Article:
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Photographed on December 11, 1956




Before beginning a career as a community activist, fund-raiser, and civil rights advocate, Mississippi native Mollie Moon trained as a pharmacist at Meharry Medical College in Tennessee. She also studied at Columbia University’s Teachers College, the New School for Social Research, and the University of Berlin. Moon worked only briefly as a pharmacist, and later, as an educator and social worker. Her true life’s work was the Urban League Guild, the organization she founded and served as president for nearly fifty years.

Moon described the Guild’s beginnings in a 1956 pamphlet:

  In June of 1942, a small, interracial group of young people met and formed an organization called the National Urban League Guild. This group drew on a broad program of educational, cultural, and social activities which it felt, if put into operation, would do much to improve race relations; and it agreed to work on behalf of the National Urban League.1

Through her efforts with the Urban League Guild and the Urban League, Mollie Moon worked to improve race relations in New York City and in the United States at large. Moon was an innovative fundraiser whose creative ideas and projects helped to support the Urban League and to raise public awareness about its programs.

The most popular and visible of the Guild’s activities was the annual Beaux-Arts Ball. The ball, an extravagant party based on a different theme every year, was first held in Harlem’s Savoy Ballroom. It moved downtown to the Rainbow Room at Rockefeller Center in 1948 amidst some controversy. League board member Winthrop Rockefeller co-signed the invitations with Mollie Moon that year. “Nobody was going to buck the landlord,” Moon said, “that’s how we broke the color barrier.”2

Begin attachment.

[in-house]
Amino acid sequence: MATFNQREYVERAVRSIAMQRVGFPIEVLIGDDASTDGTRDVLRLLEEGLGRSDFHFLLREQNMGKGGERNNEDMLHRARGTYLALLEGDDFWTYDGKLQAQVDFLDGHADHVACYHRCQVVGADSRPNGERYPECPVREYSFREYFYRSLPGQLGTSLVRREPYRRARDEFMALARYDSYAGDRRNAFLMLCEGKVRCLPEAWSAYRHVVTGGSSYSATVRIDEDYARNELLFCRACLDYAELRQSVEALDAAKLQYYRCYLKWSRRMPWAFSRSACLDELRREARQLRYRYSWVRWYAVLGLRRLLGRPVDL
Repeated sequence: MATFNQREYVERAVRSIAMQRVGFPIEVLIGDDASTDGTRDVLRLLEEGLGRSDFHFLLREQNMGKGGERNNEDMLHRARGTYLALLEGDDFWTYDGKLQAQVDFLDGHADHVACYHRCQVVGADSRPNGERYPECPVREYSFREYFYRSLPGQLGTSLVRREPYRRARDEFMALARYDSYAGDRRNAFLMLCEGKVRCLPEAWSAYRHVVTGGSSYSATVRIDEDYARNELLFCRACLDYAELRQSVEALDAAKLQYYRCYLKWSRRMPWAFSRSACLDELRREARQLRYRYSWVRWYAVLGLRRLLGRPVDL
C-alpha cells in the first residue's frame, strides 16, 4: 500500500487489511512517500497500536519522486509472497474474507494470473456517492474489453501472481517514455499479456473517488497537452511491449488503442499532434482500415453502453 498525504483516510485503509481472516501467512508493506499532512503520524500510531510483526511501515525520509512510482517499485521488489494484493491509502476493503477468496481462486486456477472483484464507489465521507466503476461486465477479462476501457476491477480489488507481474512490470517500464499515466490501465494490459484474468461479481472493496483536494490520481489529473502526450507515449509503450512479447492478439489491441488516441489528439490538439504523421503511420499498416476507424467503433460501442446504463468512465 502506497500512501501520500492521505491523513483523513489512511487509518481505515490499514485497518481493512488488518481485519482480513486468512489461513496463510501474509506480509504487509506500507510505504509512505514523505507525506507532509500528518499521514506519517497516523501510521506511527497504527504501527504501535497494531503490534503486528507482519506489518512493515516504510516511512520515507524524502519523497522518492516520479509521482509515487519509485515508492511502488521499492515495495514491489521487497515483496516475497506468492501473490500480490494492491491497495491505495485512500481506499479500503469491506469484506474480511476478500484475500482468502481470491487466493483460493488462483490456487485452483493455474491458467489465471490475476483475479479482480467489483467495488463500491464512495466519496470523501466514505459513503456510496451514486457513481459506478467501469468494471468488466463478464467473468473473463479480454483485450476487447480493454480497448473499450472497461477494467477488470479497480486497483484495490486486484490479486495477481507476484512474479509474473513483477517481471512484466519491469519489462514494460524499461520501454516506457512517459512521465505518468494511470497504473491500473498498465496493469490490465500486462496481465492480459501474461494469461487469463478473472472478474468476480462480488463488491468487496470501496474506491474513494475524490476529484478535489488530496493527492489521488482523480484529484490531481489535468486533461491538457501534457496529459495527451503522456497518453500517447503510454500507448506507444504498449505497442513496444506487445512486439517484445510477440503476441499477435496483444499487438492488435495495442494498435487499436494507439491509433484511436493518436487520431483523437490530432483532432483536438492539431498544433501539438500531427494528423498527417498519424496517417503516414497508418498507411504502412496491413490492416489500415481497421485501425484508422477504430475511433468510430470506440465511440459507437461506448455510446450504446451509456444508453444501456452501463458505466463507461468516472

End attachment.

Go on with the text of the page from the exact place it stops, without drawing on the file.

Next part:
The ball was eventually moved to the Waldorf-Astoria, where some of the most memorable balls were held. The twenty-fifth annual ball, in 1965, took “Freedom Around the World” as its theme and the sponsoring committee included representatives from the United Nations and the United States House of Representatives. Diana Sands and other popular performers served as judges for a costume contest at this event. A few years later, a “Golden Age” ball included performances by many jazz greats:

  The golden age of jazz was brought back for one fleeting evening at the 33rd annual Beaux Arts Ball Friday night when Lionel Hampton, Benny Goodman, Teddy Wilson, Gene Krupa, Illinois Jacque and Tyree Glenn got together for an unscheduled jam session in the sedate Waldorf-Astoria Hotel.3

Those in attendance were surprised by the impromptu show, “some danced, some clapped, and some among the 2000 guests stood amazed.”4

In 1990, Moon received a President’s Volunteer Action Award from President George Bush; New York Mayor David Dinkins presided at the award ceremony. Moon’s groundbreaking work with the Urban League Guild in the areas of development and volunteerism earned her the respect of the nonprofit and advocacy communities. Her commitment to civil rights and equality, always at the root of her fundraising work, lead her to serve for many years as the secretary of the Urban League Board of Directors, even as she headed up the Guild’s work.

The Urban League Guild began as a small, local organization in New York City; under Moon’s leadership, the organization grew to include almost 30,000 volunteers working with local and regional Guild chapters. The fundraising and support of the Guild have enabled the continued success of Urban League programs nationwide.

1 Mollie Moon “To You—Our Guests” Disneyland: The National Urban League Guild’s 16th Annual Beaux Arts Ball New York, 1956 p. 6
2 Quoted in “Mollie Moon, 82, Founding Head of the Urban League Guild, Dies” New York Times 26 June 1990
3 “Jazz Greats Jam to Laud Hampton” New York Times 18 Feb. 1973
4 “Jazz Greats”


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